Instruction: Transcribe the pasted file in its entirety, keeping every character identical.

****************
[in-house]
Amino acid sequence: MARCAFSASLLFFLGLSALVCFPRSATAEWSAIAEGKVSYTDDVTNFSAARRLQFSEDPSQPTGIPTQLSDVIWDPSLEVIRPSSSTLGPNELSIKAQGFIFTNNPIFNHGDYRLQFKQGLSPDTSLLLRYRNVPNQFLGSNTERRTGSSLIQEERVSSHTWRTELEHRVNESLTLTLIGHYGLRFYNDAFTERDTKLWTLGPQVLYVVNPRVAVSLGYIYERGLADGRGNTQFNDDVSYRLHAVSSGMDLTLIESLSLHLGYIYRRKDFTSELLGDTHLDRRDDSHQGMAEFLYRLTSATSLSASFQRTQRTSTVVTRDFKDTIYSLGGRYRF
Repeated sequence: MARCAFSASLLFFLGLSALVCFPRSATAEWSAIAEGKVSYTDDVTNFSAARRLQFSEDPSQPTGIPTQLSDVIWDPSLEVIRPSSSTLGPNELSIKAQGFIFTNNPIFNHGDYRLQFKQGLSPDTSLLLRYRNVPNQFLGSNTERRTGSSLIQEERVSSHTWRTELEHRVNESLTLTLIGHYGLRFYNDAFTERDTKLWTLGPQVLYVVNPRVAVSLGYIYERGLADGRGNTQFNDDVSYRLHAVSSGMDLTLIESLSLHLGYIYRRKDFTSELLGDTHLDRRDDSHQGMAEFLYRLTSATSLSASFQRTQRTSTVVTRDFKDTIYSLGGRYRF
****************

[in-house]
Amino acid sequence: MARCAFSASLLFFLGLSALVCFPRSATAEWSAIAEGKVSYTDDVTNFSAARRLQFSEDPSQPTGIPTQLSDVIWDPSLEVIRPSSSTLGPNELSIKAQGFIFTNNPIFNHGDYRLQFKQGLSPDTSLLLRYRNVPNQFLGSNTERRTGSSLIQEERVSSHTWRTELEHRVNESLTLTLIGHYGLRFYNDAFTERDTKLWTLGPQVLYVVNPRVAVSLGYIYERGLADGRGNTQFNDDVSYRLHAVSSGMDLTLIESLSLHLGYIYRRKDFTSELLGDTHLDRRDDSHQGMAEFLYRLTSATSLSASFQRTQRTSTVVTRDFKDTIYSLGGRYRF
Repeated sequence: MARCAFSASLLFFLGLSALVCFPRSATAEWSAIAEGKVSYTDDVTNFSAARRLQFSEDPSQPTGIPTQLSDVIWDPSLEVIRPSSSTLGPNELSIKAQGFIFTNNPIFNHGDYRLQFKQGLSPDTSLLLRYRNVPNQFLGSNTERRTGSSLIQEERVSSHTWRTELEHRVNESLTLTLIGHYGLRFYNDAFTERDTKLWTLGPQVLYVVNPRVAVSLGYIYERGLADGRGNTQFNDDVSYRLHAVSSGMDLTLIESLSLHLGYIYRRKDFTSELLGDTHLDRRDDSHQGMAEFLYRLTSATSLSASFQRTQRTSTVVTRDFKDTIYSLGGRYRF